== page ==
Loading in 5 sec....

Discrete Mathematics Summer 2006PowerPoint Presentation

Discrete Mathematics Summer 2006

- By
**minna** - Follow User

- 129 Views
- Uploaded on

Download Presentation
## PowerPoint Slideshow about ' Discrete Mathematics Summer 2006' - minna

**An Image/Link below is provided (as is) to download presentation**
Download Policy: Content on the Website is provided to you AS IS for your information and personal use and may not be sold / licensed / shared on other websites without getting consent from its author.While downloading, if for some reason you are not able to download a presentation, the publisher may have deleted the file from their server.

Presentation Transcript

### Discrete Mathematics Summer 2006

By Dan Barrish-Flood originally for Fundamental Algorithms

For use by Harper Langston in D.M.

What is an Algorithm?

- A problem is a precise specification of input and desired output
- An algorithm is a precise specification of a method for solving a problem.

What We Want in an Algorithm

- Correctness
- Always halts
- Always gives the right answer

- Efficiency
- Time
- Space

- Simplicity

A Typical Problem

Sorting

- Input:
- A sequence b1, b2, ... bn

- Output:
- A permutation of that sequence b1, b2, ... bnsuch that

Running Time

tJ is the number of times the “while” loop test in line 5 is executed for that value of j. Total running time is

c1 (n) + c2(n-1) +…+c8(n-1)

A Better Way to Estimate Running Time

- Trying to determine the exact running time is tedious, complicated and platform-specific.
- Instead, we’ll bound the worst-case running time to within a constant factor for large inputs.
- Why worst-case?
- It’s easier.
- It’s a guarantee.
- It’s well-defined.
- Average case is often no better.

Insertion Sort, Redux

- Outer loop happens about n times.
- Inner loop is done j times for each j, worst case.
- j is always < n
- So running time is upper-bounded by about

“Insertion sort runs in q(n2) time, worst-case.”

- We’ll make all the “about”s and “rough”s precise.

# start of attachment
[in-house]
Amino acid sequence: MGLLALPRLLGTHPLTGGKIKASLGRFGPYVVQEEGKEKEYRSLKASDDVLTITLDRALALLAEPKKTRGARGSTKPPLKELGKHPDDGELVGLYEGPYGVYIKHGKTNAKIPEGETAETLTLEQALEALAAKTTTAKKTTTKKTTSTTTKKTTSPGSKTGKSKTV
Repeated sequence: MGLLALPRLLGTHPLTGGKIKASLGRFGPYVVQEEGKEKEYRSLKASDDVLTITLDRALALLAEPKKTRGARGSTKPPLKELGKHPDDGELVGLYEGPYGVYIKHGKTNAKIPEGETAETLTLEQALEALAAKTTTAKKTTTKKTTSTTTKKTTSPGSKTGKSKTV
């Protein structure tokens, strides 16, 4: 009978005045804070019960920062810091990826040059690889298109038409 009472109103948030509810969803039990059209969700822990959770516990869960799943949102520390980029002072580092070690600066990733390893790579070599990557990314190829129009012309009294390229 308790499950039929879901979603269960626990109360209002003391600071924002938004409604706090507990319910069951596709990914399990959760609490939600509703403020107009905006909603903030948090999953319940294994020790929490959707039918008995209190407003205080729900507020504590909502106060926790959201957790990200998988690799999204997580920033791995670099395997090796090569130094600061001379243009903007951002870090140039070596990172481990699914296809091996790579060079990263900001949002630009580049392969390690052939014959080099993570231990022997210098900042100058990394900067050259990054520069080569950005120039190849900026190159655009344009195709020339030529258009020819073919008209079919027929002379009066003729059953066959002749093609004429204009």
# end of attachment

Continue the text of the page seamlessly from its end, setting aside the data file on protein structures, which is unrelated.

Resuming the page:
- These so-called asymptotic running times dominate constant factors for large enough inputs.

Functions

- constants
- polynomials
- exponentials
- logarithms and polylogarithms
- factorial

f(n) is monotonically increasing iff

I.e. It never “goes down” — always increases or stays the same.

For strictly increasing, replace £ in the above with <.

I.e. The function is always going up.

Are constant functions monotonically increasing?

Yes! (But not strictly increasing.)

If , then is strictly increasing.

So even increases forever to

n = b log b n (definition)

logb(xy)=logbx + logby

logban= nlogba

logbx = logcx / logcb

logb(1/a) = -logba

logba = 1/(logab)

alogbc= clogba

if b > 1, then logbn is strictly increasing.

Log FactsMore About Logs

A polylogarithm is just

Bounding Functions

- We are more interested in finding upper and lower bounds on functions that describe the running times of algorithms, rather than finding the exact function.
- Also, we are only interested in considering large inputs: everything is fast for small inputs.
- So we want asymptotic bounds.
- Finally, we are willing to neglect constant factors when bounding. They are tedious to compute, and are often hardware-dependent anyway.

Big-Oh Facts

- The “=” is misleading. E.g

- It denotes an upper bound, not necessarily a tight bound. Thus,

is meaningless.

- Transitivity:

Examples

We’ve seen that 3n + 8 = O(n).

Is 10n = O(3n + 8)?

Yes: choose c = 10, n0 = 1:

10n£ 30n+ 80

More Examples

2n2 + 5n - 8 = O(n2)?

Yes:

2n2 + 5n - 8 £ cn2

¸n2: 2 + 5/n - 8/n2£c

Choose c = 3; subtracting 2:

5/n - 8/n2£ 1

Choose no = 5

Download Presentation

Connecting to Server..